Speaking of highlights, “A No No” is that song. Generally considered to be a diss track about ex-manager Stella Bulochnikov (the woman who thought Mariah’s World was a good idea), this catchy anthem is jam-packed with quotable lyrics like “snakes in the grass, it’s time to cut the lawn” and the kind of chorus that refuses to leave your head. It’s also a deceptively difficult song to sing. Mariah rides the beat courtesy of Shea Taylor and Jermaine Dupri with the skill of a rapper. Fuck-you tracks don’t come much classier than this.
5. The Distance
The album’s first feature comes on “The Distance.” Once a criticism raised at the vocal goddess, Mimi has obviously made a point of keeping the cameos to a minimum this time around. That has the bonus effect of making Ty Dolla $ign’s contribution to the song stand out even more than it otherwise would. Which is a good thing because he makes a surprisingly effective foil for the 18-time chart-topper. “The Distance” is a solid bet for the next single. While it’s not as punchy as “Caution” or as devious as “A No No,” the theme of trying to make love work is so universal that it makes sense. Skrillex, Lido and Poo Bear also do a good job creating a feel-good, throwback vibe.
6. Giving Me Life
And the award for the most experimental track on Caution goes to the sublime “Giving Me Life.” A six-minute opus produced by Blood Orange, the sultry groove takes a weird and wonderful turn at the four-minute mark. That languid guitar line and Mariah’s otherworldly freestyle is one of the most exciting and unexpected things to happen in 2018. Instead of waving a metaphorical banner to remind us that she’s still got it, the 48-year-old is gently pushing boundaries. The fact that “Giving Me Life” fits perfectly within the context of the album is, however, its biggest achievement. This is so effortlessly cool.
7. One Mo’ Gen
It wouldn’t be a concept album about love if there wasn’t at least one bedroom anthem. And that’s exactly what the Benjamin Button of Pop delivers on “One Mo’ Gen.” Co-produced by Norway’s Fred Ball (his fingerprints were all over Beyoncé and Jay-Z’s Everything Is Love album), this evokes ’90s R&B without sounding dated. “Did you like when I put my lips there?” Mariah coos on the chorus. “‘Cause I like when you’re kissin’ me everywhere.” Again, the song is risqué without being outré. Which is how Mimi likes it.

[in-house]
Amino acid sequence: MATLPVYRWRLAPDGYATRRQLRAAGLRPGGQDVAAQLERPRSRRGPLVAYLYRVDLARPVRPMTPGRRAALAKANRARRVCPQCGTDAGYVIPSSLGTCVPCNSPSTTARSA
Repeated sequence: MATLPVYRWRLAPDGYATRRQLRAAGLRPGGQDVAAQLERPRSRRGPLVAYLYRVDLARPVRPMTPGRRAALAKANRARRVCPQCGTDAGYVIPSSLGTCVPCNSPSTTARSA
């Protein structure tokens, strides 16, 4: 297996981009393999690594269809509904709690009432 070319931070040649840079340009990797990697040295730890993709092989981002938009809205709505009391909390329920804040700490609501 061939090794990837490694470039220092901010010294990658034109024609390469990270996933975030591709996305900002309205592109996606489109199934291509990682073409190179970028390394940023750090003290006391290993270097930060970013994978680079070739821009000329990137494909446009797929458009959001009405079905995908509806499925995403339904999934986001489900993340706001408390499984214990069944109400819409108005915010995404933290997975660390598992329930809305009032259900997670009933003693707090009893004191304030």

8. 8th Grade
You can’t have an album dedicated to old-school R&B without at least one Timbaland production. The great man adds a little spice to Caution via “8th Grade,” a song that has nothing to do with the education system. “The title reflects on the melancholic feeling I used to have as a kid,” Mariah explained on Twitter and that really comes through on this mellow slow jam that will have you knee-deep in feelings. Which aspect of a relationship does it represent? Those moments when you feel like the feeling isn’t mutual. “I’m not your world,” Mimi laments on the chorus. “No, I’m not your life.” Who can’t relate?
9. Stay Long Love You
Mimi is back in a happier place on “Stay Long Love You.” A bleep and beep-filled bop featuring Gunna, this is the most current sounding track on the album. However, it’s not a jarring change of pace. The Stereotypes know a thing or two about weaving retro influences into a modern sound palette (see their work with Bruno Mars for proof) and this brightens things up with its slightly quicker tempo and party vibe. Something about this reminds me of Rainbow-era Mariah. Yes, it’s that good.
Mimi knows that the Lambs would revolt if there wasn’t at least one ballad on Caution and “Portrait” fills that void. It’s also the album’s most introspective track. After analyzing her relationships with other people on the rest of the album, this tackles the one with herself. “Look the other way as I bottle myself up inside, I won’t let the teardrops spill tonight,” the chaise-lounge enthusiast sings over a simple piano arrangement. “Just conceal myself and hide, a portrait of my life.” The genius of “Portrait” is the slow build. It really begins to take flight on the bridge, before Mariah pulls the vocal trigger on the final rendition of the chorus. It’s the perfect ending to a remarkable album.